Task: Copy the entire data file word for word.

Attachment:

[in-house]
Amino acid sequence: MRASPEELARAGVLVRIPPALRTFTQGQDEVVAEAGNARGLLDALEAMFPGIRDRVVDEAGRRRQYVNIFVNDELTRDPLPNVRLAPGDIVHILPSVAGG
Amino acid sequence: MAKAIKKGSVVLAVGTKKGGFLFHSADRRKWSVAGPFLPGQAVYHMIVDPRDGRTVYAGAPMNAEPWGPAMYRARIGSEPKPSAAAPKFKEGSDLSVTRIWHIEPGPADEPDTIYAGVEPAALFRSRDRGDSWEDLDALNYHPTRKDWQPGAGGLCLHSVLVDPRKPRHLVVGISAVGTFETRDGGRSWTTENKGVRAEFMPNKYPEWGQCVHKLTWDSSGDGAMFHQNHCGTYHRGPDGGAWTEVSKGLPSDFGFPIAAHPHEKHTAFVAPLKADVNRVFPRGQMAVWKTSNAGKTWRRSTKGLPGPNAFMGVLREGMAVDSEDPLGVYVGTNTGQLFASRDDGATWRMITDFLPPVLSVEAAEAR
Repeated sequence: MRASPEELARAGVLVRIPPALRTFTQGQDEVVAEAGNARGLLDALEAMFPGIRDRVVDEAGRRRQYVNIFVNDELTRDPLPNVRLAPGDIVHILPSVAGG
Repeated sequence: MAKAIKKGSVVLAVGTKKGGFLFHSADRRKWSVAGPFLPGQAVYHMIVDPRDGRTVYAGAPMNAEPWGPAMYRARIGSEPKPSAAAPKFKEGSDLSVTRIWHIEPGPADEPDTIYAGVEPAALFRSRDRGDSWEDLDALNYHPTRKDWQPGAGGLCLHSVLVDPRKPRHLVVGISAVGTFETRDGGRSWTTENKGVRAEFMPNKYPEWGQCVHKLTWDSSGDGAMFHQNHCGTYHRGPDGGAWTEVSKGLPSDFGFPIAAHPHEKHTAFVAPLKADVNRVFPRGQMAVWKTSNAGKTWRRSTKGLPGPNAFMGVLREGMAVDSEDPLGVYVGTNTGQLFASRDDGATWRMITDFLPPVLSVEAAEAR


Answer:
[in-house]
Amino acid sequence: MRASPEELARAGVLVRIPPALRTFTQGQDEVVAEAGNARGLLDALEAMFPGIRDRVVDEAGRRRQYVNIFVNDELTRDPLPNVRLAPGDIVHILPSVAGG
Amino acid sequence: MAKAIKKGSVVLAVGTKKGGFLFHSADRRKWSVAGPFLPGQAVYHMIVDPRDGRTVYAGAPMNAEPWGPAMYRARIGSEPKPSAAAPKFKEGSDLSVTRIWHIEPGPADEPDTIYAGVEPAALFRSRDRGDSWEDLDALNYHPTRKDWQPGAGGLCLHSVLVDPRKPRHLVVGISAVGTFETRDGGRSWTTENKGVRAEFMPNKYPEWGQCVHKLTWDSSGDGAMFHQNHCGTYHRGPDGGAWTEVSKGLPSDFGFPIAAHPHEKHTAFVAPLKADVNRVFPRGQMAVWKTSNAGKTWRRSTKGLPGPNAFMGVLREGMAVDSEDPLGVYVGTNTGQLFASRDDGATWRMITDFLPPVLSVEAAEAR
Repeated sequence: MRASPEELARAGVLVRIPPALRTFTQGQDEVVAEAGNARGLLDALEAMFPGIRDRVVDEAGRRRQYVNIFVNDELTRDPLPNVRLAPGDIVHILPSVAGG
Repeated sequence: MAKAIKKGSVVLAVGTKKGGFLFHSADRRKWSVAGPFLPGQAVYHMIVDPRDGRTVYAGAPMNAEPWGPAMYRARIGSEPKPSAAAPKFKEGSDLSVTRIWHIEPGPADEPDTIYAGVEPAALFRSRDRGDSWEDLDALNYHPTRKDWQPGAGGLCLHSVLVDPRKPRHLVVGISAVGTFETRDGGRSWTTENKGVRAEFMPNKYPEWGQCVHKLTWDSSGDGAMFHQNHCGTYHRGPDGGAWTEVSKGLPSDFGFPIAAHPHEKHTAFVAPLKADVNRVFPRGQMAVWKTSNAGKTWRRSTKGLPGPNAFMGVLREGMAVDSEDPLGVYVGTNTGQLFASRDDGATWRMITDFLPPVLSVEAAEAR